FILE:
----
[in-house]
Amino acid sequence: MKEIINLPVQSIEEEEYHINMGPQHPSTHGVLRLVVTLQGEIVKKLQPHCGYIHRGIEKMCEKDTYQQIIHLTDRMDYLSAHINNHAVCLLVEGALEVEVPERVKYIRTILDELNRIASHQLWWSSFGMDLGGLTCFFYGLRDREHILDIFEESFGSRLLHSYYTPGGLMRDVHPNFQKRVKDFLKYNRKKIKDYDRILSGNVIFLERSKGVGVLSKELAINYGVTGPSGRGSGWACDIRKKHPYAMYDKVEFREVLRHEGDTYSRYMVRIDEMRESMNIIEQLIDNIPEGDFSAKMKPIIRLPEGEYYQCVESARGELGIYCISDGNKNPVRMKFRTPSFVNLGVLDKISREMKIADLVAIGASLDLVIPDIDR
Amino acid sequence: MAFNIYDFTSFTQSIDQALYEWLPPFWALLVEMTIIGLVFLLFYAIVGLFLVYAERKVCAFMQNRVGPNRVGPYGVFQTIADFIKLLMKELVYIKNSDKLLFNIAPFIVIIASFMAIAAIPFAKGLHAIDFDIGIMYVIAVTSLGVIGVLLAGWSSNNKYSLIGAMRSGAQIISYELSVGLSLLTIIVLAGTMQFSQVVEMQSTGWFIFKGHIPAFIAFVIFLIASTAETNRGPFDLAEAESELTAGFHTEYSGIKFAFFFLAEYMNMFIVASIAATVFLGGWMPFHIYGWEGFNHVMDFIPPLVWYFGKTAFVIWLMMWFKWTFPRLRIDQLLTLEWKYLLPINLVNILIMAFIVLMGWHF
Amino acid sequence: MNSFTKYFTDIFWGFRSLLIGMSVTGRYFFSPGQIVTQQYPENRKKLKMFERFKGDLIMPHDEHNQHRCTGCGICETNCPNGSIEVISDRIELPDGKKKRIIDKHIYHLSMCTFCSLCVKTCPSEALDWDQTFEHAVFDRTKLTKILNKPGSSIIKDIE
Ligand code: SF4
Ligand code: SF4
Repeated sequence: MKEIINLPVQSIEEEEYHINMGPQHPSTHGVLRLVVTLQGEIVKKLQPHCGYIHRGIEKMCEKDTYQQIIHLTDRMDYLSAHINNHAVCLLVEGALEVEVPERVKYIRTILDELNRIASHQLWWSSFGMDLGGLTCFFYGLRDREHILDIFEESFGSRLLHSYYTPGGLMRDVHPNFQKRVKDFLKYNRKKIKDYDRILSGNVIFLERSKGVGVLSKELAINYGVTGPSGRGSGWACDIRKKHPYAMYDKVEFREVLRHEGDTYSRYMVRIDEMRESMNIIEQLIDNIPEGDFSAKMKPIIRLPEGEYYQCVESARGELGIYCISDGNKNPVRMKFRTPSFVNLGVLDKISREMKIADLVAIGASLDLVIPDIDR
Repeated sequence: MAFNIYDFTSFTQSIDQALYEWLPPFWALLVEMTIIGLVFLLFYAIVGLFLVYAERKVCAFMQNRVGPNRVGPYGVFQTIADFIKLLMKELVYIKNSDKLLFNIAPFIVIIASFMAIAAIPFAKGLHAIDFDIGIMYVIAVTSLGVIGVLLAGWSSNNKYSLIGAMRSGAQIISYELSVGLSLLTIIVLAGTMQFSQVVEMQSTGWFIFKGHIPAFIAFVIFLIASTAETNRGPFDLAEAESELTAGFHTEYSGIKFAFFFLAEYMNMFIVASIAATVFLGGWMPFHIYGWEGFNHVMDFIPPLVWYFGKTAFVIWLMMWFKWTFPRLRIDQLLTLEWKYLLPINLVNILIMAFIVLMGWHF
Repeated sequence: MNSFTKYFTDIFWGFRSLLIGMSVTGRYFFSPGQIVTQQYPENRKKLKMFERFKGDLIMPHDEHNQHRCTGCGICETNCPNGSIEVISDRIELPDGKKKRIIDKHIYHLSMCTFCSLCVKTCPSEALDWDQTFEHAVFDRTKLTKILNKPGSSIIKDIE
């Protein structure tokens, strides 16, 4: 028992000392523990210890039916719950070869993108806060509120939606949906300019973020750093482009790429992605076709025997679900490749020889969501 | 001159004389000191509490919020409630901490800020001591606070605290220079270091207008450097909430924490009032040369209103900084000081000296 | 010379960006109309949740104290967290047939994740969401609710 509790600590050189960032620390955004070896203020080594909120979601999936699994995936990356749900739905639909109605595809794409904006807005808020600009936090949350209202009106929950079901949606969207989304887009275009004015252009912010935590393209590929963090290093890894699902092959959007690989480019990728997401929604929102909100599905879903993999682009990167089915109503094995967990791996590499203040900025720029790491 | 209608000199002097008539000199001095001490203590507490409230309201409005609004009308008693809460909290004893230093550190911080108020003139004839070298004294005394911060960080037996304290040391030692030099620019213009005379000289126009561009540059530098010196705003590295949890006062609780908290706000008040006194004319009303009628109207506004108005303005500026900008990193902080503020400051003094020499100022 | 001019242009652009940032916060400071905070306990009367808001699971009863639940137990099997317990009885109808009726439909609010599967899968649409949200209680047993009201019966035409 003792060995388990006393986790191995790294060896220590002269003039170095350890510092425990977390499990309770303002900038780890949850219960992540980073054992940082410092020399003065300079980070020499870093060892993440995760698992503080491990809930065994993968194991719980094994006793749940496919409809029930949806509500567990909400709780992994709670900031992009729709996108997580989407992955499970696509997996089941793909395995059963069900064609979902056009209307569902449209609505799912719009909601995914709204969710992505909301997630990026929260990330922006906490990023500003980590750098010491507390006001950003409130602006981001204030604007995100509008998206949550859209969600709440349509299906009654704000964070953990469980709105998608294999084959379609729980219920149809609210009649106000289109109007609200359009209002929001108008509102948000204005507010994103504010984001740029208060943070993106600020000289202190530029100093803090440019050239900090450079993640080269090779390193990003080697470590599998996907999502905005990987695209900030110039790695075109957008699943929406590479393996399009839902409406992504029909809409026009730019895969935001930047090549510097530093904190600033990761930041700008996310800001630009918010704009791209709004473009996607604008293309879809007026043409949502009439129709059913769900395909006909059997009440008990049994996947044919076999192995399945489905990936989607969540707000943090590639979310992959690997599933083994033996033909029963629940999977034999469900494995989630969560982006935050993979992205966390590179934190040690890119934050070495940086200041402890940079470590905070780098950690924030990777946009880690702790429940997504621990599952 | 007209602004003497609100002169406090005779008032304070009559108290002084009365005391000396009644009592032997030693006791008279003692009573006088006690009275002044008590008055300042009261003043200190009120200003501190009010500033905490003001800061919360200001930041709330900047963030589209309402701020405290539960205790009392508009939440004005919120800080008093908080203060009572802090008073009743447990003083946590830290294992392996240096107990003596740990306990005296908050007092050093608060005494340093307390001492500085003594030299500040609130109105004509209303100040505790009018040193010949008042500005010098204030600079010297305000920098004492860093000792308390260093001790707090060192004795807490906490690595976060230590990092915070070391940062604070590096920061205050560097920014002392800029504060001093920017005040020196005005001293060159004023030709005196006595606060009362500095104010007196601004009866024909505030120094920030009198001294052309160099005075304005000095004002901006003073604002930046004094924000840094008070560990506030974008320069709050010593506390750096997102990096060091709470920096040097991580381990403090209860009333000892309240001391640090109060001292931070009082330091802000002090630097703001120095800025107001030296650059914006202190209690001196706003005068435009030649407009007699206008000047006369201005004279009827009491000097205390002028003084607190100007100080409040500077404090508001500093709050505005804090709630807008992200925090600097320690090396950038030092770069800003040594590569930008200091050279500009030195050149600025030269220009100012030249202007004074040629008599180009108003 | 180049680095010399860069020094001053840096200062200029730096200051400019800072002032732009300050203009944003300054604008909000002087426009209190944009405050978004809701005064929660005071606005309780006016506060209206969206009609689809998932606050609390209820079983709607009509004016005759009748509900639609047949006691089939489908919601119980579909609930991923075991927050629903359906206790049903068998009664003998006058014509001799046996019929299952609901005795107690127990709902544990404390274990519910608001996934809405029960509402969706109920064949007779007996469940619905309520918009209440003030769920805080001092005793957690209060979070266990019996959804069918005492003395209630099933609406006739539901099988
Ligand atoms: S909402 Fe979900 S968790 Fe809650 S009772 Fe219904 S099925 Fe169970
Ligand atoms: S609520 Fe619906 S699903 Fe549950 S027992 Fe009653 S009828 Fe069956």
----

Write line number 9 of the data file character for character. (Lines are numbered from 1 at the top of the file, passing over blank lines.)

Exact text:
Repeated sequence: MNSFTKYFTDIFWGFRSLLIGMSVTGRYFFSPGQIVTQQYPENRKKLKMFERFKGDLIMPHDEHNQHRCTGCGICETNCPNGSIEVISDRIELPDGKKKRIIDKHIYHLSMCTFCSLCVKTCPSEALDWDQTFEHAVFDRTKLTKILNKPGSSIIKDIE